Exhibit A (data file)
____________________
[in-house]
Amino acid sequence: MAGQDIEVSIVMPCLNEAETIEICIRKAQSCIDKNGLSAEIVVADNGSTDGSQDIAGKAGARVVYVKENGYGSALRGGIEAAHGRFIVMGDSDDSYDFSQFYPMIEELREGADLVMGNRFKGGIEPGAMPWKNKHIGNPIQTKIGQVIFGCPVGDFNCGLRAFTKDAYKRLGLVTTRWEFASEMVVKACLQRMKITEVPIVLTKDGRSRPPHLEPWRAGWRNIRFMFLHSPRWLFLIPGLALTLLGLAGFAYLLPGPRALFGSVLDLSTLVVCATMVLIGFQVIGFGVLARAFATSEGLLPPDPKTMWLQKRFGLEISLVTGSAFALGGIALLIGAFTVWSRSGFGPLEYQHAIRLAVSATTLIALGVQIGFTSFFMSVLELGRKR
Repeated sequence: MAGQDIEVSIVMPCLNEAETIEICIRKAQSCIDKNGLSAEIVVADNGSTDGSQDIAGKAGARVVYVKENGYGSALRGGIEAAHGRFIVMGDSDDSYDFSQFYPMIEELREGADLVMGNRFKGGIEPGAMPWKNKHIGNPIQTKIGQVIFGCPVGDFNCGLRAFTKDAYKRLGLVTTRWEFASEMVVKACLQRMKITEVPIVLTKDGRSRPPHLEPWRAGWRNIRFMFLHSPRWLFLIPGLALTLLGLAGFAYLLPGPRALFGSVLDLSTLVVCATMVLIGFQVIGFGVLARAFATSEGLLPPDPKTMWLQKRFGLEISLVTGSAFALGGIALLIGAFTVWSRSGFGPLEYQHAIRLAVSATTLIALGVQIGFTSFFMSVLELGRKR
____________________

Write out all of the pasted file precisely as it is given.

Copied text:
[in-house]
Amino acid sequence: MAGQDIEVSIVMPCLNEAETIEICIRKAQSCIDKNGLSAEIVVADNGSTDGSQDIAGKAGARVVYVKENGYGSALRGGIEAAHGRFIVMGDSDDSYDFSQFYPMIEELREGADLVMGNRFKGGIEPGAMPWKNKHIGNPIQTKIGQVIFGCPVGDFNCGLRAFTKDAYKRLGLVTTRWEFASEMVVKACLQRMKITEVPIVLTKDGRSRPPHLEPWRAGWRNIRFMFLHSPRWLFLIPGLALTLLGLAGFAYLLPGPRALFGSVLDLSTLVVCATMVLIGFQVIGFGVLARAFATSEGLLPPDPKTMWLQKRFGLEISLVTGSAFALGGIALLIGAFTVWSRSGFGPLEYQHAIRLAVSATTLIALGVQIGFTSFFMSVLELGRKR
Repeated sequence: MAGQDIEVSIVMPCLNEAETIEICIRKAQSCIDKNGLSAEIVVADNGSTDGSQDIAGKAGARVVYVKENGYGSALRGGIEAAHGRFIVMGDSDDSYDFSQFYPMIEELREGADLVMGNRFKGGIEPGAMPWKNKHIGNPIQTKIGQVIFGCPVGDFNCGLRAFTKDAYKRLGLVTTRWEFASEMVVKACLQRMKITEVPIVLTKDGRSRPPHLEPWRAGWRNIRFMFLHSPRWLFLIPGLALTLLGLAGFAYLLPGPRALFGSVLDLSTLVVCATMVLIGFQVIGFGVLARAFATSEGLLPPDPKTMWLQKRFGLEISLVTGSAFALGGIALLIGAFTVWSRSGFGPLEYQHAIRLAVSATTLIALGVQIGFTSFFMSVLELGRKR